Remote patient monitoring solution revenues surge: study

The number of global remotely monitored patients surged by 44% in 2016.
The number of global remotely monitored patients surged by 44% in 2016.

A global study by Berg Insight has shown an increase in revenues for remote patient monitoring (RPM) solutions.

Revenue for medical monitoring devices, mHealth connectivity solutions, care delivery platforms and mHealth care programmes reached $7.9 billion in 2016. The report attributes the increase to new care models which are enabled by these technologies being consistent with patients' preferences of living more healthy, active and independent lives. As the results revealed, the number of remotely monitored patients grew by 44% in 2016, highlighting a rise in patients being enrolled in mHealth care programmes in which connected medical devices are used as a part of the care regime.

The group also estimates that the number of remotely monitored patients will reach 50.2 million by 2021. Another key trend is the consumerisation of medical-grade mHealth devices and apps. During 2016 consumers connected medical monitoring devices via their smartphones to cloud platforms. This marked a substantial shift that will open up new opportunities in the remote patient monitoring market in the coming years.

"Payers and healthcare providers will have opportunities to take advantage of this trend, as consumers that already have started to use connected medical devices more easily can be on-board onto new mHealth care programs", says Anders Frick, senior analyst at Berg Insight.

Johan Fagerberg, CEO of Berg Insight, says the company interviewed 40 companies across the world with a main focus on North America and Europe.The report further claimed remote patient monitoring revenues would reach $34.5 billion in 2021.

"Connected devices are now considered to be the standard communication technology for most types of connected home medical monitoring devices," Berg Insight claims. The group states that the number of mHealth devices with integrated cellular connectivity increased from 3 million in 2015 to 4.9 million in 2016 globally.

In a separate study by Mordor Intelligence, it is shown that the Middle East and Africa region is not far behind the trend with the RPM market in the region poised to reach $422 96 million by 2021. In this report, RPM technology is defined by day-to-day monitoring devices such as glucose meters for diabetics, heart or blood pressure monitors for cardiac patients. Also the use of telehealth computer systems for information transfer to the physician's workplace.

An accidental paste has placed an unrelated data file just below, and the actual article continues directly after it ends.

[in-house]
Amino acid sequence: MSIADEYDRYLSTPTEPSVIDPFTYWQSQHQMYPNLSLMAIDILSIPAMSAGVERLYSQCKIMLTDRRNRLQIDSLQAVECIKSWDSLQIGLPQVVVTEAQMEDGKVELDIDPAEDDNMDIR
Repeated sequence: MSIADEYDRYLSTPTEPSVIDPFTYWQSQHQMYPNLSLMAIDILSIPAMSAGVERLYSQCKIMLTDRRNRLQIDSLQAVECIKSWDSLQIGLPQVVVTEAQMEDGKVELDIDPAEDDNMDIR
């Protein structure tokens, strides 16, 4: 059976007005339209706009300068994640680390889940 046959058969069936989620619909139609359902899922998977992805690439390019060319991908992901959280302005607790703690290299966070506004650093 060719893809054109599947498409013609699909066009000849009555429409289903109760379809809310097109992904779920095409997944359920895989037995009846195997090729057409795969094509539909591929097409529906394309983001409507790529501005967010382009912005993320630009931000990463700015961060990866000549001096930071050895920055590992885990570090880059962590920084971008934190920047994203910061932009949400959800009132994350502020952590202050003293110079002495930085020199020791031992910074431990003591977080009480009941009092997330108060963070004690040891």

Key drivers for the market in the African region include an increase in the chronic disease population and the aging population, the demand for home-based monitoring devices and the need to contain the average healthcare expenditure, states the report.

"The healthcare industry is advancing towards an age where connected healthcare solutions will be part of standard care practices. All health related devices that can be connected will be connected and patient data management therefore becomes increasingly important", says Frick.

Read time 2min 30sec
Kgaogelo Letsebe
Portals journalist

Kgaogelo Letsebe (nee Mamabolo) is a journalist originally from Pretoria, Gauteng. She holds a BTech in Journalism from Tshwane University of Technology (Pretoria campus). With almost 10 years in the media and printing industry, KG as she is known, has honed her writing skills in various media sectors such as business, IT, built environment engineering, and food and beverage technology industry. As an assistant editor, her work has been used in The Butcher magazine, Food Processing Africa digital magazine and Food and Beverage magazine. When she's not frantically chasing deadlines, KG spends time with her husband and daughter, meditates to SA jazz tunes or indulges in African history books.

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